Danau Gunung (Mt.) Tujuh

This mountain is just across from Mt. Kerinci, but is a much easier (3-4 hour) hike. At about 2,000 meters you will find a large, pristine crater lake surrounded by virgin rainforest and seven mountain peaks that rise for another 800 meters or so. It’s the highest volcanic crater lake in SE Asia. At the top, if your guide has arranged for it ahead of time, you can rent some of the local fisherman’s dugout canoes and paddle across the lake to set up camp.

Gunung Tujuh is a massive, extinct volcano whose eruption in ancient times blew apart the top of the mountain, eventually forming a large, 4.5 km long lake in the crater left behind. Being completely within the Kerinci Seblat National Park, the surrounding peaks (of which there are 7 – hence the name “Tujuh” in Indonesian), are covered in primary rainforest, and home to a wide variety of birds and wildlife. Supposedly, the lake, at around 2000 meters, is the highest in Southeast Asia. Being up there, with the clouds clinging to the primeval forests all around, it truly feels like you’ve stepped into a prehistoric lost world.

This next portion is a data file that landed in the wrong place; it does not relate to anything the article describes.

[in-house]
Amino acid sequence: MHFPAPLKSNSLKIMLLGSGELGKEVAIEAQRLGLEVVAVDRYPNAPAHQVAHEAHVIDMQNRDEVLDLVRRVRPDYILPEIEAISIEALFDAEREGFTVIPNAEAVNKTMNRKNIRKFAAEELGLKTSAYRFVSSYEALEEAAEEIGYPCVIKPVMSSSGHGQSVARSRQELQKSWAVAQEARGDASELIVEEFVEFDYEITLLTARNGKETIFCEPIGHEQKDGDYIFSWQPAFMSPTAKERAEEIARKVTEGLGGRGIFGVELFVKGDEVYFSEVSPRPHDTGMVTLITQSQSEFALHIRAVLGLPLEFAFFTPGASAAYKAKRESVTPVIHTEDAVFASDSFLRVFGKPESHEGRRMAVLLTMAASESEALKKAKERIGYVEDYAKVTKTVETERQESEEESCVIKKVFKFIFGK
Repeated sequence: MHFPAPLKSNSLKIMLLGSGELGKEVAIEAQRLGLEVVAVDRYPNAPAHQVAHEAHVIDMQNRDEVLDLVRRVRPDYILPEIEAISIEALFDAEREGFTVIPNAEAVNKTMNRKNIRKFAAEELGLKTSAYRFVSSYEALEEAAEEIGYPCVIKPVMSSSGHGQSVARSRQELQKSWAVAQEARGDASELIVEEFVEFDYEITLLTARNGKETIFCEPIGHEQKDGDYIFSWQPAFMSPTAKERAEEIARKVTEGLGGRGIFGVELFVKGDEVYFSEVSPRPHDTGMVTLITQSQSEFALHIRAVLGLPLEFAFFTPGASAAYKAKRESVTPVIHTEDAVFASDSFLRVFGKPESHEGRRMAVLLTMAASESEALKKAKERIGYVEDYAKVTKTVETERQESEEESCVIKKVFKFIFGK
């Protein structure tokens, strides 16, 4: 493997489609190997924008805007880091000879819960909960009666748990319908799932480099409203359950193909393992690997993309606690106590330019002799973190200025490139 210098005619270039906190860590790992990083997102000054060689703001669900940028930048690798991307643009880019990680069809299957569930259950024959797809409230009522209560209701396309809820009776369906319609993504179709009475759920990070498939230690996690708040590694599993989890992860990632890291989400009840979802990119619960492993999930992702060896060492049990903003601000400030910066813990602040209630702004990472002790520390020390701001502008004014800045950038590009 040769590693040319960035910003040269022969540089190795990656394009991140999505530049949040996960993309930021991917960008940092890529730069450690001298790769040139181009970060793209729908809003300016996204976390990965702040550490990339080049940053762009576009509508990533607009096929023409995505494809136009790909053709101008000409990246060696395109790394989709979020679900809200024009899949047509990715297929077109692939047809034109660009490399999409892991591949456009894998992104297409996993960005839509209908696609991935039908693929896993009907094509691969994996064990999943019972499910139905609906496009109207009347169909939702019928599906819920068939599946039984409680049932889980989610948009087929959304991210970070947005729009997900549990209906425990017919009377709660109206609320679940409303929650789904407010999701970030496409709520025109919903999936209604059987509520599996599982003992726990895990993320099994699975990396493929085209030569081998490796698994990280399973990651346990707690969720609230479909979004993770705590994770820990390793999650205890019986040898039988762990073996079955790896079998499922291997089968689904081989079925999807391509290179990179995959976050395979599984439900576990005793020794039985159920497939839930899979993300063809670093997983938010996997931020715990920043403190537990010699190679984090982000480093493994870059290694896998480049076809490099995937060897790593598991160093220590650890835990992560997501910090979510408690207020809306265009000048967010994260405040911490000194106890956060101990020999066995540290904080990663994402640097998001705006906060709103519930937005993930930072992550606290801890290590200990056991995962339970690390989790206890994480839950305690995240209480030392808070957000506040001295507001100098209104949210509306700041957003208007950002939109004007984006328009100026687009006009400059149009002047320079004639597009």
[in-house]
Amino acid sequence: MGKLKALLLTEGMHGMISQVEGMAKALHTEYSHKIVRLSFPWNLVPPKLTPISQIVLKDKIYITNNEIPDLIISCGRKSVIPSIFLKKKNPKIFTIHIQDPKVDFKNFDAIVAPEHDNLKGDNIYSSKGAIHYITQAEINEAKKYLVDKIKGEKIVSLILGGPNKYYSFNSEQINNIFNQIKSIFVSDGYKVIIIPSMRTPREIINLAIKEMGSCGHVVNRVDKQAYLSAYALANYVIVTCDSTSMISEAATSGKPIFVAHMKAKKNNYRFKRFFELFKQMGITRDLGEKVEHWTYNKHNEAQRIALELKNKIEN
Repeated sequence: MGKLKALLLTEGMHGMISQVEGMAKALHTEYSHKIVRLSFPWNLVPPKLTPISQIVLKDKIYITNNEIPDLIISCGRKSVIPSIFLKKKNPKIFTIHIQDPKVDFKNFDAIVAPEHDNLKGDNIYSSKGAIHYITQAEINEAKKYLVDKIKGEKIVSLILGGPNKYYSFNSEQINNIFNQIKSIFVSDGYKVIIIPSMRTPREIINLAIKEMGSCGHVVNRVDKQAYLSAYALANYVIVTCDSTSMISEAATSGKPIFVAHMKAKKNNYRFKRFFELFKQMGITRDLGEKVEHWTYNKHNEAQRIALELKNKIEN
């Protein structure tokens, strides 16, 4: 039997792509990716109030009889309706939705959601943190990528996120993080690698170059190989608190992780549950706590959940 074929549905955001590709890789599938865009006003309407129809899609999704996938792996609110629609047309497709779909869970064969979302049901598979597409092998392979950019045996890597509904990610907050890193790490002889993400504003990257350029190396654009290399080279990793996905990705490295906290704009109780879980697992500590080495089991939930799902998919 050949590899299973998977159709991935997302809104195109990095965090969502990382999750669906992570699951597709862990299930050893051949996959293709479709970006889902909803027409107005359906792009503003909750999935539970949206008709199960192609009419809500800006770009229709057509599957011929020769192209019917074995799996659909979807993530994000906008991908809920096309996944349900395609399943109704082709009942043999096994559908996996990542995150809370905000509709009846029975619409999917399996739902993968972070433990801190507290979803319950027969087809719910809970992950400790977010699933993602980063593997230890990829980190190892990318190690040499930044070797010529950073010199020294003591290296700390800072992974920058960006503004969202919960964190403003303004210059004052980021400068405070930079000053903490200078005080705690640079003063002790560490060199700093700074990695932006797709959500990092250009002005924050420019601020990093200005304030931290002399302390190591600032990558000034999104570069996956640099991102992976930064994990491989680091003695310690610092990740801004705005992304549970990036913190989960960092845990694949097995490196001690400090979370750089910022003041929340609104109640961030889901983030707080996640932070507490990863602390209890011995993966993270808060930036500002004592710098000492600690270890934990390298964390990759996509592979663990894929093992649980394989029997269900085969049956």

Ladeh Panjang : The highest wetlands in Southeast Asia

The Ladeh Panjang Wetlands, at the western foot of Mt. Kerinci and deep within the Kerinci Seblat National Park, is the highest wetlands in Southeast Asia at over 2000 meters in elevation. The trail there takes about 6 hours or less of fairly easy hiking, with four of those hours through primary rain forest of the Kerinci Seblat National Park. Two lakes can be found within the 150 hectares of wetlands, Danau Singkarak and Danau Sakti, the latter of which takes a further three hours to reach. The marshlands and the primary forest surrounding it are home to a wide variety of wildlife, including barking deer, tapir, and tigers.